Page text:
Although the government has spent 350 million euros on the infrastructure of the Torrevija desalination plant, over 80% of the flow serves farmers in Murcia
In September 2004, Zapatero’s government presented the desalination program as the great alternative to the transfer of water from the Ebro. The plan was aimed at achieving an improvement in the management and reuse of water, contributing to a better quality of water, as well as the associated ecosystems and increasing the supply of water resources.
Fourteen years later, the macro-desalination plant in Torrevieja still cannot supply water to more than 30,000 farmers in the Alicante province.
The recent announcement by Red Eléctrica that it is now in a position to equip the desalination plant in Torrevieja with energy to treat 80 hm3 of salt water from the sea will hardly have an impact on the agricultural sector of the province, because the plant has no pipeline connections with 80% of farmers, including the ‘Community of Irrigation of Levante’ that farms over 30,000 hectares that manages 20,000 farmers, as well as another 10,000 farmers from other communities.
At the time the Ministry of the Environment did not connect the pipeline from the plant to the Crevillent reservoir, into which the water from the Tajo’s transfer arrives.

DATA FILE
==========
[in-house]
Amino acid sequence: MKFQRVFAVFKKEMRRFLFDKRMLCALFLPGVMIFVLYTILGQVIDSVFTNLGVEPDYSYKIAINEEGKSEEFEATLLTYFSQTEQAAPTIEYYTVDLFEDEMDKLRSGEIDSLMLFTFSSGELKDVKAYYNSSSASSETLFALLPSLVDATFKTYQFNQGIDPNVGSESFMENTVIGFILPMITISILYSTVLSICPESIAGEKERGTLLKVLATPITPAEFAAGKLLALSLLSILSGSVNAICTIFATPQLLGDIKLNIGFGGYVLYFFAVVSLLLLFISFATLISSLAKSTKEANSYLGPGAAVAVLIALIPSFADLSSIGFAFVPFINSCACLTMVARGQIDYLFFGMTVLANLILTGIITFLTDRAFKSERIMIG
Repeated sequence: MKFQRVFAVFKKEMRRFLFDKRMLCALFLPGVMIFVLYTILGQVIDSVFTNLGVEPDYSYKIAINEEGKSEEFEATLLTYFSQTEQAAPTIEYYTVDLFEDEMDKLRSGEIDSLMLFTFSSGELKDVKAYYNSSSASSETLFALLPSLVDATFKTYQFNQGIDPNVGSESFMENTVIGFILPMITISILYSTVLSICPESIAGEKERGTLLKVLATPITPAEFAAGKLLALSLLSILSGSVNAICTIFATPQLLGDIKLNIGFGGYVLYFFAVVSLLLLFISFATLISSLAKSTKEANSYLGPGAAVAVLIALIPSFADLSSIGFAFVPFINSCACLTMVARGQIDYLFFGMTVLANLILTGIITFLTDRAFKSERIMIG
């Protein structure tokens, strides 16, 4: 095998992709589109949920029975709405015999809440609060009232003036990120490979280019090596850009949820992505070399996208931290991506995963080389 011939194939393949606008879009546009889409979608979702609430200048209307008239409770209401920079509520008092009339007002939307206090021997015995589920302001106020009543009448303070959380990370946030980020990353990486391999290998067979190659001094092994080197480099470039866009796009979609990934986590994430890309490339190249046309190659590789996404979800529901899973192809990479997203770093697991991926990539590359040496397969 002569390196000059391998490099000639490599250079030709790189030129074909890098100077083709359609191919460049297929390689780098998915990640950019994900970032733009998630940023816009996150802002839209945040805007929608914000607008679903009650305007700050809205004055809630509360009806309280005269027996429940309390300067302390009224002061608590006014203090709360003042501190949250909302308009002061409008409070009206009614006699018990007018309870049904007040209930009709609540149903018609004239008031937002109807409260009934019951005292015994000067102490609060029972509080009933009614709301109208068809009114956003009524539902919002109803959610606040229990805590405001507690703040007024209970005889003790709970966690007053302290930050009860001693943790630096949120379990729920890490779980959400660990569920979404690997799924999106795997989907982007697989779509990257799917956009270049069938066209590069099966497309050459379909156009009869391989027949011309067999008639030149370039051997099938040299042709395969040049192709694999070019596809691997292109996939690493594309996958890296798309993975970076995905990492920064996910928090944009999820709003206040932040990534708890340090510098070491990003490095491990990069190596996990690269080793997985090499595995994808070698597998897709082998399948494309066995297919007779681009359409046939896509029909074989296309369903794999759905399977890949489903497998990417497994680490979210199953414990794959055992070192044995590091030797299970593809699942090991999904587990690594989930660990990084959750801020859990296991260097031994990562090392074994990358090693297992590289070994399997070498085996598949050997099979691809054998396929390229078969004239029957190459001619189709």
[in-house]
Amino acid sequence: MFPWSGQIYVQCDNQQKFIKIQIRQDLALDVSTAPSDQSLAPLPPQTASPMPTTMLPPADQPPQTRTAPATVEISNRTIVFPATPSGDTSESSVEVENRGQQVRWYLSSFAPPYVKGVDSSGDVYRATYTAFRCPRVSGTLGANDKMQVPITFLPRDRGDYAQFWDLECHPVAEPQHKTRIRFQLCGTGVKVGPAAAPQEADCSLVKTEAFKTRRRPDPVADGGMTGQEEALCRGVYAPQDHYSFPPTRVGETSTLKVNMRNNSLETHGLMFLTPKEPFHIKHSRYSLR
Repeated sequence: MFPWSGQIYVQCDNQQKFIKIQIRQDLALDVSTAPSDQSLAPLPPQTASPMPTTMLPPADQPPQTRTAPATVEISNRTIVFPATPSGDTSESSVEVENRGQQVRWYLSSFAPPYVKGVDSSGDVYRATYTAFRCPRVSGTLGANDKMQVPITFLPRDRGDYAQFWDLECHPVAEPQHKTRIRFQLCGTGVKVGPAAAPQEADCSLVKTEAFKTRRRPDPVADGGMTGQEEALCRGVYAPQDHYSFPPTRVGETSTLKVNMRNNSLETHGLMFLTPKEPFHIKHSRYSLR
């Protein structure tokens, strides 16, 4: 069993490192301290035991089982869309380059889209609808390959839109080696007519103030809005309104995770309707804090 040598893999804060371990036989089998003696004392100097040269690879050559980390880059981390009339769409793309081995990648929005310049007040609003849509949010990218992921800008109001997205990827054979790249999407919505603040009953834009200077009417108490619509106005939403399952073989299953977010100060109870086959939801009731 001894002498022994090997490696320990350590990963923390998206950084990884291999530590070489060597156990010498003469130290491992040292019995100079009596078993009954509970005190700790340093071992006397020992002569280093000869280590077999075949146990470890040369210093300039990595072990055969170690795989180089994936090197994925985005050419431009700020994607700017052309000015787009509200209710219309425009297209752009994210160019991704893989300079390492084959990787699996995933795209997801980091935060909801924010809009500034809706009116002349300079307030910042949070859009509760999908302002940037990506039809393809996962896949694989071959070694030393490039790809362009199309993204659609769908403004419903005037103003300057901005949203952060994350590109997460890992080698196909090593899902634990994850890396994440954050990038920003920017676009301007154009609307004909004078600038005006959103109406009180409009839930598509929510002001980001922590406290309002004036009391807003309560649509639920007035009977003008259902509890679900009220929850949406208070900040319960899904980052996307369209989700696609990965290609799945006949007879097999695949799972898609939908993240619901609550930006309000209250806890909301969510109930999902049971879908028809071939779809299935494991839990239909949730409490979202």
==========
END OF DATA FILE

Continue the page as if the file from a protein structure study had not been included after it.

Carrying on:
Four years after its eventual start-up and after a cost of 350 million euros, the desalination plant is only able to send irrigation water to the Cartagena area, to Orihuela and to two small communities in the Segura.
Amongst the farming communities that cannot receive water from the Torrevieja plant are those in Elche, Alicante, Santa Pola, San Juan, El Campello, Crevillent and Mutxamel, which, although it has its own desalination plant costing 93 million euros, can produce 18 hm3 per year, but only of drinking water.
Until now, the ‘Community of Irrigation of Levante’, with it’s headquarters in Elche, has been able to weather the storm thanks to a special authorisation from the Confederation of Júcar that allows it to buy desalinated water from Agua Amarga, the plant owned by the Mancomunidad del Taibilla. However that authorisation will expire on 30th September at the end of the hydrological year.
Javier Berenguer, the President of Riegos de Levante, said “We now need a definitive solution that involves securing water from the Tajo’s transfer, a concession of purified water from the Rincón de León plant in Alicante and, of course, a connection with the Torrevieja plant. However farmers from the Alicante Province continue to insist that they must first secure water from the Tajo with that from the Torrevieja desalination plant as a supplement.